No, I am not left-handed. Actually, no one in my family is a “lefty” (except one of my cousins). So I decided to do this blog for her. When I think about left-handedness, I believe, personally, that it is in one’s genes. That was my hypothesis going into this; one is born left-handed and it gets passed down.
During my research, I fell upon an article from the Scientific American, where Clare Porac, who is actually a professor of psychology here at Penn State (WE ARE!) pointed out that left-handedness begins either in genes or by biological causes. One theory she found was that natural selection created lots of people with language and speech control on the LEFT side of their brain. The LEFT side of the brain is known to control the RIGHT hand and written language. They say there are two alleles, the D gene and the C gene. The D gene is the right-handed gene and the C gene is the left-handed gene. If someone has the C gene, they have a fifty-percent chance of being left-handed, which is minimal in this case.
In a resent article from PLOS Genetics, they did a genome-wide association study meta-analysis and discovered that certain genes are related to left/right body asymmetry. They used mice to test this hypothesis, very similar to humans. So since this seems to be a genetic thing, why is left-handedness still occurring? That is because this left-handedness occurs as a result of a lot more genes than just dominant and recessive ones like the old days. Wonderopolis.org says, “since scientists have noticed that left-handedness tends to run in families, it’s assumed that left-handedness has a genetic component to it. In other words, left-handers are born that way.”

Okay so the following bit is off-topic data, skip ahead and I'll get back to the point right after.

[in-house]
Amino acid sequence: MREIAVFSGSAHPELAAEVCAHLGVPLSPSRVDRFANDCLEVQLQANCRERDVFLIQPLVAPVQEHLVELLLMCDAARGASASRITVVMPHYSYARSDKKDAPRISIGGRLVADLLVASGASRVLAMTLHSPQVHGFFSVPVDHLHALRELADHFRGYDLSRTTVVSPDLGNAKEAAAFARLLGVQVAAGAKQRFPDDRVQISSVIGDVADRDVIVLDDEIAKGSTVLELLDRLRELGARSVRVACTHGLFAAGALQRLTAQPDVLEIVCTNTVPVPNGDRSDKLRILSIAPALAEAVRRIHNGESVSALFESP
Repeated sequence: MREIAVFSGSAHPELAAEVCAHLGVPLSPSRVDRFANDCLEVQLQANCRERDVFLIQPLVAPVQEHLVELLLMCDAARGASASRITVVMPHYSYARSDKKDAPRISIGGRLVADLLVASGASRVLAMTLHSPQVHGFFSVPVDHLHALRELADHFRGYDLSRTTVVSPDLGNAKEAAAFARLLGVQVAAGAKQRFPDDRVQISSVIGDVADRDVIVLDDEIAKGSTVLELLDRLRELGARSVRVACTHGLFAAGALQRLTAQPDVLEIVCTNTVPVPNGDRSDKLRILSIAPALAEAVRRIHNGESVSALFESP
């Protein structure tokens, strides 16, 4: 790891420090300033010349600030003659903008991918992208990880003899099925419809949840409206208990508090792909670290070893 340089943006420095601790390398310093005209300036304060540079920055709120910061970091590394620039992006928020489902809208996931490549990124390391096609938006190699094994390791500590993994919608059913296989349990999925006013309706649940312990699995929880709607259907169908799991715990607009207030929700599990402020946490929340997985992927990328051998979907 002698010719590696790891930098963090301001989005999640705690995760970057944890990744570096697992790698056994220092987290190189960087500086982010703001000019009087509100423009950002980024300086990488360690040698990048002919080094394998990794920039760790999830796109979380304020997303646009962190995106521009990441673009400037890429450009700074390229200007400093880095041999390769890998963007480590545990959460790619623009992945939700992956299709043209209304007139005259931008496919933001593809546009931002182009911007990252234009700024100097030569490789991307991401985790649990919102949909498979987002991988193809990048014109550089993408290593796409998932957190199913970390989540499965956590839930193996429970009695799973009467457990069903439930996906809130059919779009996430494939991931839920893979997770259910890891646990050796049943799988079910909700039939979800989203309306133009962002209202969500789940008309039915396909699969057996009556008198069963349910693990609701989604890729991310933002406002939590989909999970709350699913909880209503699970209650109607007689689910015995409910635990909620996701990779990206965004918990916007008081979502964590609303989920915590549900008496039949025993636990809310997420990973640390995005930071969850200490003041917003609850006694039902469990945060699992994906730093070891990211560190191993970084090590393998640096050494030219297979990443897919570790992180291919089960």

Another study took a little different of a toll on this idea. This study, done in 1972 by British psychologist Marian Annett, was also known as the Right Shift Theory. She concluded that left-handers do not inherit the gene for left-handedness, instead they get the absence of neurological bias toward the dominant left hemisphere. She also said random events during one’s childhood, such as a school telling a kid to use their right hand to write and not left, may actually lead to a little bit of influence on the actual handedness. This means that genetics make more of a difference for right handers because they have more dominant handedness genes in general.
Maybe in the future, some more testing can be done. Maybe…is it possible for someone to change their handedness on their own? We could get one group of right-handed people and try to train them to write with their left-hand and see if it works. You never know unless you try, right? So in conclusion, they are many reasons scientists believe one is left-handed. From my research, I have learned that the majority of these people believe it comes from genes.